"The kids are learning, 'I can't handle myself this way,' " Daily said.

A pair of police cruisers showing up at the front entrance of the school as the result of fight gets the students' attention. After the first fight last year, Wilson said, the chatter among students wasn't the usual recap of the altercation; rather, students were talking about the arrests.

"The kids who have been through consequences, either through youth court or criminal court, have been our best advertisements to stop this behavior," Daily said.

The old policy kept students in a bubble, isolated from societal consequences of criminal behavior, and helping students learn that whether on campus or off, they are part of a larger community is one positive of the program, said Police Chief Shawn Heubusch.

"(When a student) leaves the school, he shouldn't have to abide by a different set of standards than he does while he's in the school," Heubusch said. "By applying that consistency and that constant communication, you should see that student carry that over into his personal life and into his community."

The words consistency and communication came up a lot during the press conference.

It was communicated clearly to students at the start of the school year that there would be criminal consequences to fighting, and school officials communicated with parents, particularly parents with children involved in conflicts.

There's also an outreach component to the effort. Heubusch doesn't want students to just see his officers as the long arm of the law. He wants them to understand they're available to help.

Det. Richard Schauf has been a regular presence on campus in the mornings, in uniform, greeting students along side Daily and Wilson.

At first, Schauf said, students were wary (quite a contrast to the warm welcome from elementary school students when Schauf goes to Jackson School), but over the course of the year, many students became cordial and talkative.

Greater police involvement on campus, Schauf said, helps create a better learning environment.

"I don't care what age you are, if you don't feel safe, you're not going to learn," Schauf said. "You're not going to learn because you're going to be more concerned about protecting yourself, and we want students to learn."

The motto at the school is "Take Care of BHS" and the program reinforces that motto, Wilson said.

"It helps us deliver that message and building that culture of 'Take Care of BHS', that fighting is something we don't do in this building," he said.

Daily, a former BHS principal himself, said he has seen the new policy have a real positive impact on school culture.

"By using this, it's really helped our school community heal something that was very disruptive," Daily said. "We're hoping going forward, that message continues, and that message gets out and we're going to eliminate this kind of behavior from school. Kids are going to make mistakes and we're going to be there to help them learn, but we just took another resource and used it to help us get a better result."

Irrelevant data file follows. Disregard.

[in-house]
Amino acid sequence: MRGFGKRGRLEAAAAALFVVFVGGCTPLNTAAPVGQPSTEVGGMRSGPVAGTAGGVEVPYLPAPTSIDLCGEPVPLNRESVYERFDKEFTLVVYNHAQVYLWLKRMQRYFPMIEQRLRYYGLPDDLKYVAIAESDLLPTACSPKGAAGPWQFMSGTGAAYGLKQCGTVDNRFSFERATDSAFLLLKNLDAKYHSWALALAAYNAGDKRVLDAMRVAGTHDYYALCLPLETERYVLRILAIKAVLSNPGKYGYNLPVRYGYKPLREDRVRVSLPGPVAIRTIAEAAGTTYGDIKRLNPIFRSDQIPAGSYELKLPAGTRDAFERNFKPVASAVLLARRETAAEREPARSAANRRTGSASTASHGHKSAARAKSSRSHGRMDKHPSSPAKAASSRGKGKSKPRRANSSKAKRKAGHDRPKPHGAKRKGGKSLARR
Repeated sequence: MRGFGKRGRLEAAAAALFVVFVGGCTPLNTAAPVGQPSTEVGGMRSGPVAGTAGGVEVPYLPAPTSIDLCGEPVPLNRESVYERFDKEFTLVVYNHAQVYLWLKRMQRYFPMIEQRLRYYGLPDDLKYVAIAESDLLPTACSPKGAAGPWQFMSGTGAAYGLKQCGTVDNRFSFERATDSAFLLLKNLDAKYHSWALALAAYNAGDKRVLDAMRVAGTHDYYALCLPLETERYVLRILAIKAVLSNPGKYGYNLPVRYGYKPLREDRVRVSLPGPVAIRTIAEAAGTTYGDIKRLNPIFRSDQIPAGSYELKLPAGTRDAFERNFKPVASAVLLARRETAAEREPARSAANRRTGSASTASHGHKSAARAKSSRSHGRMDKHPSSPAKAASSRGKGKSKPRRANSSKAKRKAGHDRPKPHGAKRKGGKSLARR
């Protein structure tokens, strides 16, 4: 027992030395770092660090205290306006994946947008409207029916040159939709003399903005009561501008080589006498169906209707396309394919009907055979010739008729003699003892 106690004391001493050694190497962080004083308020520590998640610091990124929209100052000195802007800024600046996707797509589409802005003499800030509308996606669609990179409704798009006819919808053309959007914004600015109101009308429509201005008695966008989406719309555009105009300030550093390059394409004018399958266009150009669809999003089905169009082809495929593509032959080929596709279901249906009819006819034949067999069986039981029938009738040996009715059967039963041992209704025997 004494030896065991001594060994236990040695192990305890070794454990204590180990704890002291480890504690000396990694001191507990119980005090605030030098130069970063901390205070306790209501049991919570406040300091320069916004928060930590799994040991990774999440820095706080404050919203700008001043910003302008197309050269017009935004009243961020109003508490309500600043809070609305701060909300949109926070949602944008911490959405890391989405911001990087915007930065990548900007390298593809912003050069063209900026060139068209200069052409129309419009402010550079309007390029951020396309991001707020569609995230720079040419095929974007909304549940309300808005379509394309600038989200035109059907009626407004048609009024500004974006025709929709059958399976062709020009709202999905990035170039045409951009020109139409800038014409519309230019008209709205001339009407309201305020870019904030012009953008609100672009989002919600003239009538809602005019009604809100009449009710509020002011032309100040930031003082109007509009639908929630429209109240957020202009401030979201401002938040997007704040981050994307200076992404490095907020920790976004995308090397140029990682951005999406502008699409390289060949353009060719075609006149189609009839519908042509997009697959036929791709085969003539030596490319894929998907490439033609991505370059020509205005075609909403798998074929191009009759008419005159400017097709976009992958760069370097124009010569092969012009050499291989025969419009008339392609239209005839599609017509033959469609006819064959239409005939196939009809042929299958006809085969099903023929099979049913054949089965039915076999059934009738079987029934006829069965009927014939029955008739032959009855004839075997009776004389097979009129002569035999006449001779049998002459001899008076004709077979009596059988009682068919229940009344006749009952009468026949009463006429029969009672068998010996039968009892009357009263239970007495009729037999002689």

Photo: Board Member Pat Burk, Wilson and Daily.

Wednesday, July 23, 2014 at 9:25 am

Law and Order: Trio accused of trespassing on railroad property

post by Howard B. Owens in batavia, crime, Le Roy

Kyle Brian Sovocool, 22, of Myrtle Street, Le Roy, is charged with trespass. Sovocool allegedly drove a vehicle on property owned by Rochester Southern Railroad in the area of Circular Hill Road in the Town of Le Roy. Also charged with Brandon John Richard Vangrol, 19, of Quinlin Road, Le Roy, and Ronald Baltasar Gonzalez, 29, of Spencer Court, Batavia.

Jennifer P. Hepp, 31, of Clinton Street, Cowlesville, is charged with felony DWI/drugs, DWI under Leandra's Law, aggravated unauthorized operation, 1st, endangering the welfare of a child, driving without an interlock device. Hepp was stopped at 2:32 p.m. July 15 after a report of an erratic driver on West Main Street, Batavia. Two children were allegedly in the car at the time of the stop by Officer Felicia DeGroot.

Dakota J. Kamysek, 22, no permanent address, is charged with petit larceny. Kamysek allegedly stole two mobile phone chargers from Hess Express. Kamysek was jailed on $1,500 bail or $3,000 bond.

Brandon Weig, 26, of Livingston Street, Warsaw, is charged with criminal contempt, 2nd. Weig turned himself in on a warrant and was jailed on $1,000 bail.

James P. Coles, 35, of Alexander, is charged with grand larceny, 3rd, and offering a false instrument for filing. Coles was arrested by State Police. No further details released.

Zachary T. Ford, 18, of East Main Street, Le Roy, is charged with criminal mischief, 3rd, obstructing governmental administration and unlawful possession of marijuana. Ford was arrested by Le Roy PD after a report of an intoxicated male attempting to unlawfully enter a residence on East Main Street early in the morning. When officers attempted to take the suspect into custody, Ford allegedly kicked and tried to spit on the officers. Ford allegedly caused damage in excess of $250 value to a patrol vehicle. Ford was jailed on $2,000 bail or $5,000 bond.

Tuesday, July 22, 2014 at 6:10 pm

Drug Task Force announces pair of arrests

post by Howard B. Owens in batavia, crime, pembroke
Jacob Patterson David Truesdale